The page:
Jim Jam

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Echoing through the corridors of American music history like a loud electric jam in a gym, the expression "jim jam" has been used as a name for bands and vaudeville revues as well as in song titles and…
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Echoing through the corridors of American music history like a loud electric jam in a gym, the expression "jim jam" has been used as a name for bands and vaudeville revues as well as in song titles and lyrics. The passing of time has done little to diminish the appeal of Jim Jam or Jimjam, an indie rock band grabbing the former configuration in the '90s while an acid jazz specialist produced tracks suitable for a Groove Boutique volume under the jammed-together version of the name in 2004. Still the most exciting activity related to the expression has to be the frantic speculation musicologists and record collectors are engaged in regarding a group supposedly called Jim Jam that cut sides for the Gennett imprint at some point in the '20s.

The band could have come from Appalachia or from Texas, from New England or New Brunswick. Gennett's scouts wandered hither and yon and also staged mega-tracking events in hotels that attracted wandering minstrels from possibly as far away as Mongolia. Other researchers insist someone misread or mistyped a list somewhere along the line and there is no early Jim Jam combo, just another song utilizing the expression that someone else in the Gennett catalog recorded, perhaps Bat the Hummingbird, the Jolly Jug Band, Alura Mack, or the Harlem Wildcats. These are all among the names in an epic list of Gennett releases that remain largely unavailable in terms of reissues, the discographical equivalent of the Ark of the Covenant.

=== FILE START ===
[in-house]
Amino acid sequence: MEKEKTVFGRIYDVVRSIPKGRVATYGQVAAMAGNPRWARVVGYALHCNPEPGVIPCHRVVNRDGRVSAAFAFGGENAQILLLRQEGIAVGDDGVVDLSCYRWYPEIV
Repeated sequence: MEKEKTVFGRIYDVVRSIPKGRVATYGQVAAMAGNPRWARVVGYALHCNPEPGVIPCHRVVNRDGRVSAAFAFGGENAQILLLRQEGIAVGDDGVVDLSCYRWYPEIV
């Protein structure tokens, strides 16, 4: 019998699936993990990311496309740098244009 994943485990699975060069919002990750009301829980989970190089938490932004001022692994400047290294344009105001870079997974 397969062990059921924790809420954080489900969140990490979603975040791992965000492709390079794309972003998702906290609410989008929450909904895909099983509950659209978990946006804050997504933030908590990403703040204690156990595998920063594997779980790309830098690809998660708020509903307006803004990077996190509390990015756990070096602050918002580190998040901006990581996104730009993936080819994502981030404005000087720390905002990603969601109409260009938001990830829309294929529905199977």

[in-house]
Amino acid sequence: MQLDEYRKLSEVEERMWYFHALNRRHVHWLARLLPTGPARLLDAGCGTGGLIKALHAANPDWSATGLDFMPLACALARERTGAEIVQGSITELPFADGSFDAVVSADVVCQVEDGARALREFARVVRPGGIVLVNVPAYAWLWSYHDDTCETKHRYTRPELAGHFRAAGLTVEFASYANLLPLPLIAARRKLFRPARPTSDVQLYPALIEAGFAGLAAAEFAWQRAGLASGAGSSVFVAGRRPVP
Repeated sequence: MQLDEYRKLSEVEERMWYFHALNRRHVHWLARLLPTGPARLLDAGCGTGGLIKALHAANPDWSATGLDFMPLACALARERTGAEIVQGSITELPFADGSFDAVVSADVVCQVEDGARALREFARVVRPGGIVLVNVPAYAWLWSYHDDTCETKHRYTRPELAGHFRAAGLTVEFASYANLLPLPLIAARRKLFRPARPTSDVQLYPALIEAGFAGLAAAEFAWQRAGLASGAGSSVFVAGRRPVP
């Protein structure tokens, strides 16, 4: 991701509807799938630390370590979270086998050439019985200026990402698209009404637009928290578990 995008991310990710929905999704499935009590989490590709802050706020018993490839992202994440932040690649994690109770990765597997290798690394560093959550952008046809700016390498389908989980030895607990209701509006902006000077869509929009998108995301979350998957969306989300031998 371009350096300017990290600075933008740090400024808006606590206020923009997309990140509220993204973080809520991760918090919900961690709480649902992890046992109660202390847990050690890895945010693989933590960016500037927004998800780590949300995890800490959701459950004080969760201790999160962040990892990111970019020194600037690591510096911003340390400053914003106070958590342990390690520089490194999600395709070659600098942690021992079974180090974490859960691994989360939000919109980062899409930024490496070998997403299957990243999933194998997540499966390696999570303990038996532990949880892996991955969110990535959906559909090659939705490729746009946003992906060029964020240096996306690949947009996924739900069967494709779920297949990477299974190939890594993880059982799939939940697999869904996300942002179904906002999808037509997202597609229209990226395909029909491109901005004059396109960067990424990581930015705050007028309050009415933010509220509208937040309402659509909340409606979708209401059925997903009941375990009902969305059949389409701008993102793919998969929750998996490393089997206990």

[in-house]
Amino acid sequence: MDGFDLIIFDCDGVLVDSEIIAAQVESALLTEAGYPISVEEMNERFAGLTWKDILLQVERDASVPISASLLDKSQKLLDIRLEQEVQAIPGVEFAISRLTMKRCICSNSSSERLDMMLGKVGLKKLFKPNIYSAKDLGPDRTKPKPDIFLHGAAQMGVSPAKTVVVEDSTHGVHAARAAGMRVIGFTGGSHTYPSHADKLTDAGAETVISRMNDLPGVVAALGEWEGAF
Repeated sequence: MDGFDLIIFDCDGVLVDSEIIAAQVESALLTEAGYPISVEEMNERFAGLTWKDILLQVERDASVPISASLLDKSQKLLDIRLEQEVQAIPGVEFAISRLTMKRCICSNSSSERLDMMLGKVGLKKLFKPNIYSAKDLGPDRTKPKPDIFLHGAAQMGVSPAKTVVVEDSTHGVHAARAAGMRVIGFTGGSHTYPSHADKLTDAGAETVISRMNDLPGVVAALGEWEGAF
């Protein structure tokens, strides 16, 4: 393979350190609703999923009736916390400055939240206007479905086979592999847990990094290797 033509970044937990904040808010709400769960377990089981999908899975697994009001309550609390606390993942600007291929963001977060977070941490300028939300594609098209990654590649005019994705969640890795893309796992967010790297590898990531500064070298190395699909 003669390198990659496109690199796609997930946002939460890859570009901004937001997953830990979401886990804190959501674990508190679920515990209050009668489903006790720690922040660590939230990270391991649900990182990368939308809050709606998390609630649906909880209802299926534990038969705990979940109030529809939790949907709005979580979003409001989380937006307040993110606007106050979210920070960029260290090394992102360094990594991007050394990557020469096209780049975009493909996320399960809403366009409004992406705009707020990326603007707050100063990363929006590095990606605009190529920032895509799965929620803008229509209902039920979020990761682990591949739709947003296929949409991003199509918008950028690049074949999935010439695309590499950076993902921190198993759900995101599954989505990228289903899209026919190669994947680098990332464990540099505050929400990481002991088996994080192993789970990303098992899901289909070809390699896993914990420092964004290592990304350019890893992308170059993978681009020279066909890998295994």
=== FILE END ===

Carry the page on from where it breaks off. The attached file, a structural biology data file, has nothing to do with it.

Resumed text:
Producers who passed over much of this material while looking for something to reissue during the recording ban of the second World War have been roundly condemned by writers such as the well-informed Bill Bastin. Any special focus on the status of the Jim Jam band in particular in these debates may be due to the excitement of carrying out scholarly work regarding a slang expression for sperm, although in a somewhat sanitized slang lexicon "jim jams" are pajamas. Jim Jam Jems was a show that played for about four months at the Cort Theatre on Broadway in 1920, featuring the presumably ill Roscoe Ails as well as Joe E. Brown and the regal King Sisters. Sheet music from this show such as the title "Raggedy Ann" sometimes shows up on auctions, attracting record collectors who think there is some connection with the Gennett band that might have been. If just a song, the catalog entry might have something to do with any of the following: "Jim Jam Blues," "Jim Jam Jump," "Jim Jam Jumpin' Jive," "Jim Jam Stomp," or "Jim Jams." Perhaps Cab Calloway should have the last word: "The jim-jam-jump with the jumpin' jive, makes you hep! hep! hep! on the mellow side."